Most Americans know the storm that hit Puerto Rico last year was devastating.
About 1 in 4, however, buy into President Donald Trump’s conspiracy theory that Hurricane Maria’s death toll was over-reported, a new HuffPost/YouGov survey finds. That number remains consistent regardless of whether they’re given information about the basis for the statistic or told about Trump’s lack of evidence for claiming otherwise.
Puerto Rico’s government revised its official Hurricane Maria death toll to 2,975 in August, following the release of a report conducted by researchers at George Washington University. Prior independent investigations also estimated that the death toll was in the thousands.
Last Thursday, Trump denied those numbers, claiming baselessly that “3000 people did not die” in the hurricanes, and accusing Democrats of inflating the numbers to make him “look as bad as possible.”
Twenty-four percent of Americans believe that Hurricane Maria caused many fewer than 3,000 deaths, the survey finds, while 43 percent say the 3,000 figure is about right. Another third say they’re not sure.
Different respondents to the poll saw different versions of the question. Half of those surveyed were told that the Puerto Rican government had reported a death toll of 2,975 based on the results of an official study, and that Trump had rejected those numbers without offering any evidence that the figure was incorrect. The other half were simply asked for their estimation of the death toll, without any additional context.
The results among both groups, however, were nearly identical ― not only as a whole, but also when broken down along political lines. In both groups, more than 80 percent of Hillary Clinton voters accepted the official tally, but only about a tenth of Trump voters did.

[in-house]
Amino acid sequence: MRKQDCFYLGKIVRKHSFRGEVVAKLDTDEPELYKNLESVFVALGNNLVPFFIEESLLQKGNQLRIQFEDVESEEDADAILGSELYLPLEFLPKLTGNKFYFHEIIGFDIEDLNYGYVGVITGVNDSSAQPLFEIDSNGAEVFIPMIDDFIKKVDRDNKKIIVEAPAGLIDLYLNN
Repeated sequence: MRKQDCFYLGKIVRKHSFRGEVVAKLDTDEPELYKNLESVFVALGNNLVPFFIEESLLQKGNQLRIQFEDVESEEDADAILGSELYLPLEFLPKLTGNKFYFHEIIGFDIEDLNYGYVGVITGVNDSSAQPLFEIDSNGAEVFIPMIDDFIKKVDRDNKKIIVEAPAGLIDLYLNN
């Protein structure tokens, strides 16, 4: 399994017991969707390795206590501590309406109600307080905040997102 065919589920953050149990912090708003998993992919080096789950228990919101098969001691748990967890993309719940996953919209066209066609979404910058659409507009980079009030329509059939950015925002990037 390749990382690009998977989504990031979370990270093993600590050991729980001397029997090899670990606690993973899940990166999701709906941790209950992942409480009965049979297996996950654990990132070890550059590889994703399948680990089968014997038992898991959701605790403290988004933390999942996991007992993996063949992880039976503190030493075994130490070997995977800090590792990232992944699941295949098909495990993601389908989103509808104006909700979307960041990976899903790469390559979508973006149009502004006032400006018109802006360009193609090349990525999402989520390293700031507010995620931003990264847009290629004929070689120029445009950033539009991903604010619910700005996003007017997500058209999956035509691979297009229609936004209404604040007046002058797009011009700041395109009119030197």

That suggests the devastation in Puerto Rico has already become distinctly politicized ― and that even reporting Trump’s lack of evidence for his claim did little to dissuade his supporters from believing it. Only a third of Trump voters, and just under half of Clinton voters, say they’re even somewhat confident that government data on the death toll is accurate, with non-voters even less likely to trust the statistics.
More broadly, however, the public largely recognizes the scope of the storm’s aftermath. Sixty-one percent of Americans polled say the damage to Puerto Rico was very severe, and just 9 percent said they think Puerto Rico has mostly recovered from the hurricane. They say by a 26-point margin that Puerto Ricans are largely not getting the help they need, and by a 19-point margin that the government has not done enough to step in.
Trump’s overall approval rating for dealing with the storm is just 32 percent, down from 45 percent in a HuffPost/YouGov survey conducted last fall. By contrast, most Americans last year approved of Trump’s handling of Hurricanes Harvey and Irma, which struck the continental U.S.
The outlook is even more grim in Puerto Rico itself. Just 15 percent of Puerto Rican residents believe that Trump did a good job responding to Hurricane Maria, according to a Washington Post-Kaiser Family Foundation poll. Puerto Ricans also gave negative marks to the Puerto Rican government, Puerto Rico Gov. Ricardo Rosselló, and, by smaller margins, the federal government and their municipal governments. Two-thirds say they don’t believe they’re prepared for future hurricanes.
Use the widget below to further explore the results of the HuffPost/YouGov survey, using the menu at the top to select survey questions and the buttons at the bottom to filter the data by subgroups:
The HuffPost/YouGov poll consisted of 1,000 completed interviews conducted Sept. 14 among U.S. adults using a sample selected from YouGov’s opt-in online panel to match the demographics and other characteristics of the adult U.S. population.
Most surveys report a margin of error that represents some, but not all, potential survey errors. YouGov’s reports include a model-based margin of error, which rests on a specific set of statistical assumptions about the selected sample rather than the standard methodology for random probability sampling. If these assumptions are wrong, the model-based margin of error may also be inaccurate. Click here for a more detailed explanation of the model-based margin of error.
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